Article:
The HFEA also reminded the Court that the provisions of the Human Tissue Act 2004 which allow next of kin to provide consent to the harvesting of other body tissues do not apply to gametes.

In the case of Y v A Healthcare Trust  [2018] EWCOP 18, another urgent decision involving a dying man, Knowles J allowed an application similar to the instant application, although in the Y v A case the application was brought by the life partner of a dying man, not his parents, after the couple had sought fertility treatment and had signed the relevant consent forms under the 1990 Act. But in this case, Poole J had no evidence that X and his girlfriend had been in the process of trying to conceive nor that they had tried to in the past.

X may have wanted one day to have children, but that is not the same as wishing or his sper to be collected and stored when unconscious and dying… Unlike in Y v A Healthcare Trust, there is no direct evidence that X ever contemplated the issue. Nor do I have any evidence as to his values and beliefs from which I could infer what his decision would have been. I cannot infer from the fact that he wanted one day to be a father that he would have wanted his sperm collecting and storing with the potential that it could be used for the conception and birth of a child he would never know.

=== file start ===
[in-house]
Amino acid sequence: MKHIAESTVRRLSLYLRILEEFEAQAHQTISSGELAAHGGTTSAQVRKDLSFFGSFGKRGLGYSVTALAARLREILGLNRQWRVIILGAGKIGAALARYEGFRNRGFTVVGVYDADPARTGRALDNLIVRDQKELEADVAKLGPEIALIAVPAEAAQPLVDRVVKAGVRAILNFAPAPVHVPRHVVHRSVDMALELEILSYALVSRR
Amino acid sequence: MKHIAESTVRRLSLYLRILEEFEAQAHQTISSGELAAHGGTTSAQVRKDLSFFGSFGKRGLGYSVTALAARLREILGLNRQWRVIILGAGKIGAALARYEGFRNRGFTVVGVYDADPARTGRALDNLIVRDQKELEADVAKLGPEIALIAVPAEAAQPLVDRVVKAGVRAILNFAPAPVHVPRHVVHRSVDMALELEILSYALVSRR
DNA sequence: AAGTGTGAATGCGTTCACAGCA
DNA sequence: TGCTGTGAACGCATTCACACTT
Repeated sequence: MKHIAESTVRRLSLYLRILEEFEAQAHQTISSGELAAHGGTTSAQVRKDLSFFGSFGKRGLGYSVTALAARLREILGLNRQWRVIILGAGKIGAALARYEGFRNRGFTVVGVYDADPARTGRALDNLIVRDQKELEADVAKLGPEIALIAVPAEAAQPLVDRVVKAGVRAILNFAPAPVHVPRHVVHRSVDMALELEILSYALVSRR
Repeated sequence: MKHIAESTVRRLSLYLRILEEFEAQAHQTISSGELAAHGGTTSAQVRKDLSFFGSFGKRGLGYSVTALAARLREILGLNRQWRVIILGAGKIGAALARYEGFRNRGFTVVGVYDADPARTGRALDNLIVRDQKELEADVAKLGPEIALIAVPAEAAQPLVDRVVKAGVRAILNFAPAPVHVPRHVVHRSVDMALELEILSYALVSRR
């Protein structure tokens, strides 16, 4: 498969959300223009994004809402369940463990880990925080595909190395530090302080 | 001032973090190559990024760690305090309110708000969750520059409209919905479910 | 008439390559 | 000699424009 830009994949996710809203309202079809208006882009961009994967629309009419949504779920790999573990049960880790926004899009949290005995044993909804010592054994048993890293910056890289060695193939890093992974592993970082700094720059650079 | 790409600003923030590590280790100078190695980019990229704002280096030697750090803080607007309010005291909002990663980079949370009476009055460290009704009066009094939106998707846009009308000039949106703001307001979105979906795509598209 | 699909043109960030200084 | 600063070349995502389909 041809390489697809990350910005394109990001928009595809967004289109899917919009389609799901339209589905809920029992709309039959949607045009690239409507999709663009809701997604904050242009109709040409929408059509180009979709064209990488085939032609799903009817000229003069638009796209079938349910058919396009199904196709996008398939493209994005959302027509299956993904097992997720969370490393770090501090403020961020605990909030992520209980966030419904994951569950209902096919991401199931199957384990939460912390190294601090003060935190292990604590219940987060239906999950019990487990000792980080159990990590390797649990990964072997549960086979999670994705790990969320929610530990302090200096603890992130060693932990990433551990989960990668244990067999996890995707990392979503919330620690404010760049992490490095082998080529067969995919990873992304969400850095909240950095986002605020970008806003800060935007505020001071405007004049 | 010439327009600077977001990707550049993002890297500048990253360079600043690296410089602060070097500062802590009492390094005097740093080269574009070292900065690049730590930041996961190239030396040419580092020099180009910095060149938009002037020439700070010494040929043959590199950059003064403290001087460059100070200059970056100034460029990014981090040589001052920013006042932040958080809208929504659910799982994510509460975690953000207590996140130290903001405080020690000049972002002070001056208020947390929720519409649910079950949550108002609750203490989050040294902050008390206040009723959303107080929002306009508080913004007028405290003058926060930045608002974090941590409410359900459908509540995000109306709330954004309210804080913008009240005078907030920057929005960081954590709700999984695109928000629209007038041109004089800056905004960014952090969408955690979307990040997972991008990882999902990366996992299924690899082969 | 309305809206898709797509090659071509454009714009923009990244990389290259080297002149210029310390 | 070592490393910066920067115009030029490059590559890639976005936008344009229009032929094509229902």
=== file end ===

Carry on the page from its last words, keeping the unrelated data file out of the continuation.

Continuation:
The judge noted that he could not allow the urgency of the application and the tragedy of the circumstances to dictate the decision of this court. If he did declare in this case that it was lawful to collect and store X’s sperm without any evidence that that is what he would have chosen for himself, then it would follow that the same declarations might be made in many other cases where parents or other relatives wanted their loved one’s gametes to be collected and stored with a view to decisions about their use being made at a later stage. Knowles J did not want to create a precedent that undermined the regulatory provisions within the 1990 Act which require actual consent to collection and storage of gametes.

Furthermore, even if there were no harm in allowing the sperm to be collected and stored, the process of collection from an unconscious individual would be an invasion of X’s privacy under Article 8. Weighing all the relevant matters in the balance the judge concluded that it would not be in X’s best interests to make the declarations sought.

The declarations if made would lead to a significant interference with his Article 8 rights and I am not persuaded that the interference would be necessary or proportionate.

Application dismissed.

Comment

It is sad that the considerations of privacy of a brain dead man outweighed the consolation that the collection and storage of his gametes would afford to his bereaved family. Something that would have caused no harm, and brought such relief, might have been given more weight than the notional enjoyment of rights – by an individual who is deceased – under the Convention.